It was said the pair had bought a house in Georgetown just for their cats. (Not true, Kuno says.) It was said they bought another in Potomac just for parties. (A little more true, as it turns out.)
Little about the Japanese couple was known beyond the fact that they had founded a company in Bethesda that makes a drug for chronic constipation and that it went public in 2007. They were rarely glimpsed at parties. Few in the community dominated by Washington’s old guard had heard of them. They declined interviews through an attorney, who described the couple as “very low-key” and “media-shy.”
The Maryland biotech tycoons stayed anonymous after the $22 million contract was signed on Evermay,
the Federal-style mansion with lush gardens that sits high on a hill on 28th Street NW and boasts a stellar view of the Washington Monument. And they offered little more information shortly after when they bought nearby Halcyon House for about $11 million.
“It did seem like they came out of nowhere,” says Leslie L. Buhler, executive director of the nonprofit group that runs Tudor Place, one of the neighborhood’s other historic homes. “Nobody suspected, imagined or knew of them, and they were people that had very little experience with Georgetown, so it was a surprise.”
Today the Japanese couple laugh off the “rumors” but admit they were not prepared for the level of scrutiny that came their way when they made their high-profile real estate purchases last year.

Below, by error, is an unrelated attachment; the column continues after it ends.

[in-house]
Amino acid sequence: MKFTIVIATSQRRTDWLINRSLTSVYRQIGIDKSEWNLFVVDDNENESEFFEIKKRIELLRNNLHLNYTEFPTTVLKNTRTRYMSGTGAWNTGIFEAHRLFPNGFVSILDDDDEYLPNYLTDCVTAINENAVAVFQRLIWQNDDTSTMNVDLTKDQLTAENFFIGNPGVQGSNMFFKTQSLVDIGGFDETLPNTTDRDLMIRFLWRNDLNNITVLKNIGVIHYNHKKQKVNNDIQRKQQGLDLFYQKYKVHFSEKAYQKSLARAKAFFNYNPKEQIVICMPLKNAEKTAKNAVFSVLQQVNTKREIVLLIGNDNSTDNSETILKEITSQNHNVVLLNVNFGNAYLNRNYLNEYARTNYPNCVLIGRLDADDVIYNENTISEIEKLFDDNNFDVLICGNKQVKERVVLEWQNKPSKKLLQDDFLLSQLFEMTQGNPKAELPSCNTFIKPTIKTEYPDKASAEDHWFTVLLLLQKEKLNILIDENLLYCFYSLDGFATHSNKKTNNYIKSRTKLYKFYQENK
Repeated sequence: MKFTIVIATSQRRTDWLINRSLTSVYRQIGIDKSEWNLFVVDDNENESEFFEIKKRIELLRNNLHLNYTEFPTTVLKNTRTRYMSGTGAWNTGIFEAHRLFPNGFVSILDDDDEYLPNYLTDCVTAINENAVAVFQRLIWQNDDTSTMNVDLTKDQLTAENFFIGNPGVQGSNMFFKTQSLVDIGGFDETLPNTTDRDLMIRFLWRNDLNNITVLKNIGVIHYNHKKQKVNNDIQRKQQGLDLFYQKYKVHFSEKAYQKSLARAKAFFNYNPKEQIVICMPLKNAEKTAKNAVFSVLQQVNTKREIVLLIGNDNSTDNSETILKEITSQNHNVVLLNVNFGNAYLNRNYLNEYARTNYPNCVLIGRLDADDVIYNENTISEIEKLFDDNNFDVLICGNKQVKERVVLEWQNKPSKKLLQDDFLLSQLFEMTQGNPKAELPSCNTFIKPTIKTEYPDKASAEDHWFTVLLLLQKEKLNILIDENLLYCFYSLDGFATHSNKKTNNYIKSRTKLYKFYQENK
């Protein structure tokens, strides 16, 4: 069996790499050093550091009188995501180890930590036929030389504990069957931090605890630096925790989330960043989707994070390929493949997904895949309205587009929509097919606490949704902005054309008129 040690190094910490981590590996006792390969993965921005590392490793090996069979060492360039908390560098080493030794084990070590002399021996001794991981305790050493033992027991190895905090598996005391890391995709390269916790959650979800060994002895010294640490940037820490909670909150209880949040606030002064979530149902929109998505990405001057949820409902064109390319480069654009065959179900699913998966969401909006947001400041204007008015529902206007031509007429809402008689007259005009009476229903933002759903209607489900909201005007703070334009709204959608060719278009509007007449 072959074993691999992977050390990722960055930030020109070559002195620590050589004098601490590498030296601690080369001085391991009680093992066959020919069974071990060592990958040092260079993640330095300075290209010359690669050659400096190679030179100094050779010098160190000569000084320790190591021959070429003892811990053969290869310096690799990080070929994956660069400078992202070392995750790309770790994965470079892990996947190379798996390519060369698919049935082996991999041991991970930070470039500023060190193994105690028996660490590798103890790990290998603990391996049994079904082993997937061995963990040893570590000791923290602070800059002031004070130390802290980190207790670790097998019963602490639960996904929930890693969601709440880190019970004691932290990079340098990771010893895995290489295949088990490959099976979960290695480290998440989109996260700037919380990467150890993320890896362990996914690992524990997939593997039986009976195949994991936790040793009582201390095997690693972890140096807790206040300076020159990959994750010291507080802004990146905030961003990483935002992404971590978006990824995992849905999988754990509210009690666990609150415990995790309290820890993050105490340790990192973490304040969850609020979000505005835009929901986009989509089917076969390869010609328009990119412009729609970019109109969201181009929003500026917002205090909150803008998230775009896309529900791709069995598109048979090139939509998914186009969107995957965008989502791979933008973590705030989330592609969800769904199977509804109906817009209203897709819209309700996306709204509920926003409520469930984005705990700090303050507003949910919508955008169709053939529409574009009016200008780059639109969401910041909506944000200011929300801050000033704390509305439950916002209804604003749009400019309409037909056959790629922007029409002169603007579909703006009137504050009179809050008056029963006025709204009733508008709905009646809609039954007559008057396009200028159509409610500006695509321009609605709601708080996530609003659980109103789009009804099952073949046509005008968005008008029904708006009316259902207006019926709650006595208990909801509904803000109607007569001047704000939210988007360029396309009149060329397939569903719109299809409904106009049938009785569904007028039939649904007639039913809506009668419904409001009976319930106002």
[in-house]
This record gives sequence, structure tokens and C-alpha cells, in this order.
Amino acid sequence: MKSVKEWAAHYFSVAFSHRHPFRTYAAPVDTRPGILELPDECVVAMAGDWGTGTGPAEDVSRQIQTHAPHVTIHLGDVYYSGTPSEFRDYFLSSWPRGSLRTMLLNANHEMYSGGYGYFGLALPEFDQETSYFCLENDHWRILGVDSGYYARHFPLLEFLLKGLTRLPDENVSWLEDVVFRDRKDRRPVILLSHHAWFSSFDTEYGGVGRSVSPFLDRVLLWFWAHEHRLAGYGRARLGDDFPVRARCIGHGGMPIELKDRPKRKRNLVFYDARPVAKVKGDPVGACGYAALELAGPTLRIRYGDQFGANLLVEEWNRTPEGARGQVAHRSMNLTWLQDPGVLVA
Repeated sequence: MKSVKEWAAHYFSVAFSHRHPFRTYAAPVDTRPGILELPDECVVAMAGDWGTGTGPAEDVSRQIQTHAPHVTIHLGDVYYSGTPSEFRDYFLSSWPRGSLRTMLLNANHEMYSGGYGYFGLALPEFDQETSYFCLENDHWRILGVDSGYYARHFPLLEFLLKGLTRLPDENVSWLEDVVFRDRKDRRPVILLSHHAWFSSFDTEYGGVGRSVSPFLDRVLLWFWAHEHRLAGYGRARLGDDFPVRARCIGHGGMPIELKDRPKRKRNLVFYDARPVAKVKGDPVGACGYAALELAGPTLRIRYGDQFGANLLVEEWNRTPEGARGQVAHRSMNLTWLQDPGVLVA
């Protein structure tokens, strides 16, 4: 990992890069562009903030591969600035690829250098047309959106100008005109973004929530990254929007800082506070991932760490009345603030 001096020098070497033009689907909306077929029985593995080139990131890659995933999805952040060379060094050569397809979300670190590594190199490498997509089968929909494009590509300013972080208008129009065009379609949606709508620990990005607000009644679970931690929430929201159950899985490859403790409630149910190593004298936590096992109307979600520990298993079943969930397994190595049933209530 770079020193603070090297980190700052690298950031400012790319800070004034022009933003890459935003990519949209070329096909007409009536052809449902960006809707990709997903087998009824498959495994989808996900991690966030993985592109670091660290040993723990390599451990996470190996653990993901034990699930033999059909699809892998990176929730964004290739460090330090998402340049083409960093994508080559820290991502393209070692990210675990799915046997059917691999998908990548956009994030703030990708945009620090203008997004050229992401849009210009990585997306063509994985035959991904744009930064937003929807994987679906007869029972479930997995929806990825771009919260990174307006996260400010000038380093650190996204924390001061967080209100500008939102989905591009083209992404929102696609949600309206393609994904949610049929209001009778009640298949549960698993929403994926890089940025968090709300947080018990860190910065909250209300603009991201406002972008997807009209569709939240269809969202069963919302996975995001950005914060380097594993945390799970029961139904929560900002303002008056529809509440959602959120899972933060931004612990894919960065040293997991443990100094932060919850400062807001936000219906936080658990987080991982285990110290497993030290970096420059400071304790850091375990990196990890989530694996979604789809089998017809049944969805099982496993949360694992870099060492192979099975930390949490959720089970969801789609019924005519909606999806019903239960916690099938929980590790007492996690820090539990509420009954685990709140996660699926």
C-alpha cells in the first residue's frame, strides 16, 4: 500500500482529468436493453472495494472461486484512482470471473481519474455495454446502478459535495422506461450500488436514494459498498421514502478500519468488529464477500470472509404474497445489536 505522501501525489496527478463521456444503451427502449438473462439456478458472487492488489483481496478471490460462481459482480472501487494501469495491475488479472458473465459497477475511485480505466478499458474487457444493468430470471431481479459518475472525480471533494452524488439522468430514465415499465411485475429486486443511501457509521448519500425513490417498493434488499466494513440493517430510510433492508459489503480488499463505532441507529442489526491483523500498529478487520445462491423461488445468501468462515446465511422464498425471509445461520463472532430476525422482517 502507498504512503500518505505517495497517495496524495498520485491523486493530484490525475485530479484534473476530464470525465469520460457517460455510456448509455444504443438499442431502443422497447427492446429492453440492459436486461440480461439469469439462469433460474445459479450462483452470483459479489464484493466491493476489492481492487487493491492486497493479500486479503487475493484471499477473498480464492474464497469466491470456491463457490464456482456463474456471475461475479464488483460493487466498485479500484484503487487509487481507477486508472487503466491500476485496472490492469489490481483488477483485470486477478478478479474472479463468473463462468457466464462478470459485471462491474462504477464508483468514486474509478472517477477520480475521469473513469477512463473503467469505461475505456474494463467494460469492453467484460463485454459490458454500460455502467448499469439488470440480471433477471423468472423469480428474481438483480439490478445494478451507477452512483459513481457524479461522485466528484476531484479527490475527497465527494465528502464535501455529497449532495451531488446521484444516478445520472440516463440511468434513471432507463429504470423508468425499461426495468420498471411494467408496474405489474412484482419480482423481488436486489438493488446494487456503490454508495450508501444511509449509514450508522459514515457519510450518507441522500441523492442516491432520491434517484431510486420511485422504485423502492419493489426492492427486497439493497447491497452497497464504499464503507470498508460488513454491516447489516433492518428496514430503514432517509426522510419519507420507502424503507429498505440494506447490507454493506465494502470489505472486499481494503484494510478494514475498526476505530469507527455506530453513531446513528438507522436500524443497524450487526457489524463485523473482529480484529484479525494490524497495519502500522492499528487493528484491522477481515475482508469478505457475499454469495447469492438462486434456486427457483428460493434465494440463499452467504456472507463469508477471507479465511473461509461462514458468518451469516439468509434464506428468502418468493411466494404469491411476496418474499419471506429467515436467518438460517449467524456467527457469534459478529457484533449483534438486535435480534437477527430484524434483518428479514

They are sitting side-by-side at a long, polished table in Evermay’s dining room for their first major interview together, conducted under the watchful eye of a publicist and an employee on hand to translate if needed. A marble fountain burbles outside, where the formal gardens are in full bloom. The freshly painted walls are hung with gilt-framed mirrors and antique Japanese screens.
Dressed in business attire, the couple — Ueno, 58, the brainy scientist, and Kuno, 57, his business-savvy wife — appear as formal and proper as their surroundings, even as they exhibit a gentle playfulness with each other. (At one point, Ueno joked that for a long time after they met, they were more interested in talking about “exciting chemical compounds” than romance.) They revert to Japanese only rarely during the conversation.
They are gracious but also reserved, reluctant to speak in detail about their personal lives. (It’s a good hour into the interview before they reveal that, although they’ve been friends and business partners since the 1980s, they did not get married until 2002, after each went through a divorce.)
“For the 15 years we’ve been here, we’ve been focusing on business issues and not going to parties or having big exposure,” Kuno said. “We didn’t realize or recognize that we had to be prepared to expose somewhat our names and what we are doing here. It’s a very big responsibility to keep these two wonderful historic houses, and we want to do our best to preserve them.”